Even with no manufacturing in Australia, Holden still has a role.
Even though we never technically received any in the United States, a handful of Holden vehicles did make their way to the US badged as the Pontiac GTO, Pontiac G8, and Chevrolet SS. But before we could truly get a full taste of what General Motors' Australian brand had to offer, it ceased production in 2017.
Holden has been reduced to an importation company, which brings in rebadged GM products like the Chevy Equinox. With such a reduced role, rumors have emerged predicting the brand's demise. In a confidential meeting with dealers, Holden boss, Dave Buttner, said it was "absolutely no way, not happening" the rumors were "pure scuttlebutt."
The rumors speculated that UK-based importer Inchcape would take over importation duties for Holden, rendering the latter practically unnecessary. According to CarAdvice, Buttner said to his dealers, "I'm looking directly at you. Believe me, it's not going to happen. There is no plan [to change distribution]. I did not join the company to close Holden."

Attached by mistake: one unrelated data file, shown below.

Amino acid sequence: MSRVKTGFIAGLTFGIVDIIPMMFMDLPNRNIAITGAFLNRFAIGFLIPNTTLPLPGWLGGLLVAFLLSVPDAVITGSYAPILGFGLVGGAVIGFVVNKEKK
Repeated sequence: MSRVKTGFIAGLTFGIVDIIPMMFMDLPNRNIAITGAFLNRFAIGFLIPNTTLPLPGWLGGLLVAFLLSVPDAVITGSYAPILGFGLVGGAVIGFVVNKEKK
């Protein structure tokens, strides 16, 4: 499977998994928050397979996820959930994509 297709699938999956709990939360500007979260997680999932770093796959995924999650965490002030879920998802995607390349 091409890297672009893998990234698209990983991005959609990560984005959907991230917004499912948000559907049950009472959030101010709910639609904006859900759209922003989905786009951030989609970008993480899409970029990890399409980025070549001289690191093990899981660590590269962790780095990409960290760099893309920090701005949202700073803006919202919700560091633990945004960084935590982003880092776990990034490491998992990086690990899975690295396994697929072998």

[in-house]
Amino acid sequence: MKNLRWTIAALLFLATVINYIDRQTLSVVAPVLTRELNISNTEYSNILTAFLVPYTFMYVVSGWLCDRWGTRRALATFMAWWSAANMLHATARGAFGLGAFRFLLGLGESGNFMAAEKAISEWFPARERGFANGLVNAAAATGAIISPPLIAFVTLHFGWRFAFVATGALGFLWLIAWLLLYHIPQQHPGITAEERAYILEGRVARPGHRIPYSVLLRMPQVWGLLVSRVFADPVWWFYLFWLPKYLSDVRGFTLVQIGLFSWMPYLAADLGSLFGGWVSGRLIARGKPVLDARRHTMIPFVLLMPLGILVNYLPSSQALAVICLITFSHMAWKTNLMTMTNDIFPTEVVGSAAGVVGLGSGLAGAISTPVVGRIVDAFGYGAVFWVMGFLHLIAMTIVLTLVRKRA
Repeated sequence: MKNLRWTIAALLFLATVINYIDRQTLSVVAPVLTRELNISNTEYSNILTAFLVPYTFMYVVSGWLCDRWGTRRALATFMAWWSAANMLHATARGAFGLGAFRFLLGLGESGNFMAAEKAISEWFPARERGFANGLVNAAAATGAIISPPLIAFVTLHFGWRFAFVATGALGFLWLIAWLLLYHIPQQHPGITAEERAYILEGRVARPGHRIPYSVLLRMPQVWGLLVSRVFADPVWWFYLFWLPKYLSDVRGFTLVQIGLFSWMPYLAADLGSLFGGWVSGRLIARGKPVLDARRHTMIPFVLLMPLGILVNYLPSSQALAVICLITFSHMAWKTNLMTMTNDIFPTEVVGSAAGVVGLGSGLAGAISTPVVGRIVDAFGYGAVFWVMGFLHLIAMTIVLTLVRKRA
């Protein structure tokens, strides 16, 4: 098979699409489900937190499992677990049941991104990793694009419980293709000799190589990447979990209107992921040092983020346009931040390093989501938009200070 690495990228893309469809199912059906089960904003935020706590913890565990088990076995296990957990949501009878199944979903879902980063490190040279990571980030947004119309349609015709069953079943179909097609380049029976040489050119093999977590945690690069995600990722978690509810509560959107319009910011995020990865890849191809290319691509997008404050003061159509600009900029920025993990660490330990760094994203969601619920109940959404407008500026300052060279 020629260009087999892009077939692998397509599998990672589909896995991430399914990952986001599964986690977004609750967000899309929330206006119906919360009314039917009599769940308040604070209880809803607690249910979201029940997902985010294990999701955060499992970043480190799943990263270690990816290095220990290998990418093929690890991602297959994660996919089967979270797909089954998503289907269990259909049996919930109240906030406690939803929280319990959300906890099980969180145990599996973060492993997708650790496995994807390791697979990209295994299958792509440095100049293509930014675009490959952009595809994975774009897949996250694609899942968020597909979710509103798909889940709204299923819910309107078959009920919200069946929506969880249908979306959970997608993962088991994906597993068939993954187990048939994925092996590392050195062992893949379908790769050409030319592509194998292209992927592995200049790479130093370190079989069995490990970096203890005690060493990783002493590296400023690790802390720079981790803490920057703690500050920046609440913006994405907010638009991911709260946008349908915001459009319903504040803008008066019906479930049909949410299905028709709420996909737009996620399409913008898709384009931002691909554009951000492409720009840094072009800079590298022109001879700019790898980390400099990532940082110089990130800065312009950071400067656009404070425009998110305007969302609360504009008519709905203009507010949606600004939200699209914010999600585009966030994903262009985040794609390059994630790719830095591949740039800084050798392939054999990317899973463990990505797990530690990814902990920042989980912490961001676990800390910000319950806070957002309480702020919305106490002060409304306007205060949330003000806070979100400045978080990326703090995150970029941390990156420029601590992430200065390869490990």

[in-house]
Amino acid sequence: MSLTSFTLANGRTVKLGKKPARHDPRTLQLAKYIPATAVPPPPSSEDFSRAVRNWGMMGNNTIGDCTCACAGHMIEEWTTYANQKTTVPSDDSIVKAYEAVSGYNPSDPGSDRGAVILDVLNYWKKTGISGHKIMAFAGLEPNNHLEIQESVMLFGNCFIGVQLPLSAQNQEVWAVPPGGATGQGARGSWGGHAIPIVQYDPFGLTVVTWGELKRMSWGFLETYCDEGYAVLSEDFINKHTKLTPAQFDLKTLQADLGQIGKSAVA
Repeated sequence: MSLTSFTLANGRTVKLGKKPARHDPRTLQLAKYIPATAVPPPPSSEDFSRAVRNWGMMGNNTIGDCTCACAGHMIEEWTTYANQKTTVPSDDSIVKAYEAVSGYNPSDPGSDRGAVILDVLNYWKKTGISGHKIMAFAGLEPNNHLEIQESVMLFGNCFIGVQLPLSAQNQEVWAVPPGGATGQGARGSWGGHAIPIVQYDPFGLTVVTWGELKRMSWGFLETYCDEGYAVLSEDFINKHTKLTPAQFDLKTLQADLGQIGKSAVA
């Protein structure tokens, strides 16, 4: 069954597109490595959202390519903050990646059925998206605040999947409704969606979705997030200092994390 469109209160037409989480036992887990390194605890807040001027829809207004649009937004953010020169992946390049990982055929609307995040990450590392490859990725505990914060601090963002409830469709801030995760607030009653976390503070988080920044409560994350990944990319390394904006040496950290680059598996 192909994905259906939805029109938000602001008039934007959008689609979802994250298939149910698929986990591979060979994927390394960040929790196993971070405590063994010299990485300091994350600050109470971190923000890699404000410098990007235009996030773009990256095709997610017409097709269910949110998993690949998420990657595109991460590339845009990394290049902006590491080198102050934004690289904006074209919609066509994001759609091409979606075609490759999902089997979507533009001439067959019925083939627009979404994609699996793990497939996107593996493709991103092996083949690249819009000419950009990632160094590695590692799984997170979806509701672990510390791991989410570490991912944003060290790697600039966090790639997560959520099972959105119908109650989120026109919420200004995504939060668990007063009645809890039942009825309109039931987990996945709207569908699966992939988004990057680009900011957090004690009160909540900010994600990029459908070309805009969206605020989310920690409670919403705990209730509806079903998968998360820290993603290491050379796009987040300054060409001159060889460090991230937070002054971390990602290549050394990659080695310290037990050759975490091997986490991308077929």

GM backed Buttner by saying, it is "fully focused on building a strong Holden for the future, as it remains an important part of GM's business." Inchcape was slightly less dismissive of the rumors by stating, "we are always assessing a range of opportunities and initiatives in support of our Ignite strategy."
"The dealers I spoke to were very happy by the end of it and I was very happy with it," a confidential dealer source revealed. "Dave gave a very strong denial about the reports about Inchcape and you know what? I believe him. I think it is scuttlebutt. He stood there and looked us all in the eye and said it wasn't happening."
Holden will clearly never be the mecha for rear-wheel-drive performance sedans, wagons, and utes it once was but the storied brand isn't going anywhere.